- It is important for employers to have clear, comprehensive policies that put employees on notice of the conditions of use of department-issued equipment. “Employer policies concerning communications will of course shape the reasonable expectations of their employees, especially to the extent that such policies are clearly communicated.”
- Since police communications may become evidence in a criminal case, officers should realize the risk that their messages may have to be disclosed. “Even if he could assume some level of privacy would inhere in his messages, it would not have been reasonable for Quon to conclude that his messages were in all circumstances immune from scrutiny. As a law enforcement officer, he would or should have known that his actions were likely to come under legal scrutiny, and that this might entail an analysis of his on-the-job communications.”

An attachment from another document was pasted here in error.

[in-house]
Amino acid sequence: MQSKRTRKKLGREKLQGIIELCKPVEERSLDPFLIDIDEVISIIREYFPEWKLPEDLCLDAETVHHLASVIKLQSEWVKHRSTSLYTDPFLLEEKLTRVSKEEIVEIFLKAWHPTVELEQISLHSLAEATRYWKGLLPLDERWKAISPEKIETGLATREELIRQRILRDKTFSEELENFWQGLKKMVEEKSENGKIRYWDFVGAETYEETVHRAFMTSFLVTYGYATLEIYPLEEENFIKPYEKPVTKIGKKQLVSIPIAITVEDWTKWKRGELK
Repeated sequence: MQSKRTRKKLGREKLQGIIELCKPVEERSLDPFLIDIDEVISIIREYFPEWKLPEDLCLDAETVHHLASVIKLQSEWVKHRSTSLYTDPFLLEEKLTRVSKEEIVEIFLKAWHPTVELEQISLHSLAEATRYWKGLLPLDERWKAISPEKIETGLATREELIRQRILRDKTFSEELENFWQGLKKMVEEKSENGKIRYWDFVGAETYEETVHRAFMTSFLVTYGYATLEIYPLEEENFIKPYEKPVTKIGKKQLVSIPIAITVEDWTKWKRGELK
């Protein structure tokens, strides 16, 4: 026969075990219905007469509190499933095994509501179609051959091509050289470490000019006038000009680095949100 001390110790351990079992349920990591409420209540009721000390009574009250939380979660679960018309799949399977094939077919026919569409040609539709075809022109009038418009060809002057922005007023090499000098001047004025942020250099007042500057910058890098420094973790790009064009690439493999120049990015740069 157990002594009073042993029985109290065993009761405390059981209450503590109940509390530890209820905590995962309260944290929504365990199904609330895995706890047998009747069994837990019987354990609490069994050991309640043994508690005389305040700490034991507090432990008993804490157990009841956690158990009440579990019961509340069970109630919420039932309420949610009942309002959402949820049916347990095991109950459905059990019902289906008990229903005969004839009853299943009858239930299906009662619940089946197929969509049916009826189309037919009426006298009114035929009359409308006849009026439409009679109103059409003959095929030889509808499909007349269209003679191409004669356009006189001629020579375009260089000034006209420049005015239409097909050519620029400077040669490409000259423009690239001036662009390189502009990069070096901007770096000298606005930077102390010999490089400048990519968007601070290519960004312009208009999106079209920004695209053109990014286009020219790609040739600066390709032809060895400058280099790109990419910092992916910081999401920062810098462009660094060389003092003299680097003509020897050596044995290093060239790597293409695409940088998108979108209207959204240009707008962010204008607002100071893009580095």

- The ruling in Quon may not apply to all future scenarios of employer access to employee communications made over employer-issued devices. “A broad holding concerning employees’ privacy expectations vis-à-vis employer-provided technological equipment might have implications for future cases that cannot be predicted.”
The Supreme Court emphasized that it was not necessarily finding that Quon had a reasonable expectation of privacy in his texts over departmental pagers but was simply assuming that he did for the sake of argument, since the case could be resolved by finding any invasion of such an arguable expectation was reasonable under all of the circumstances.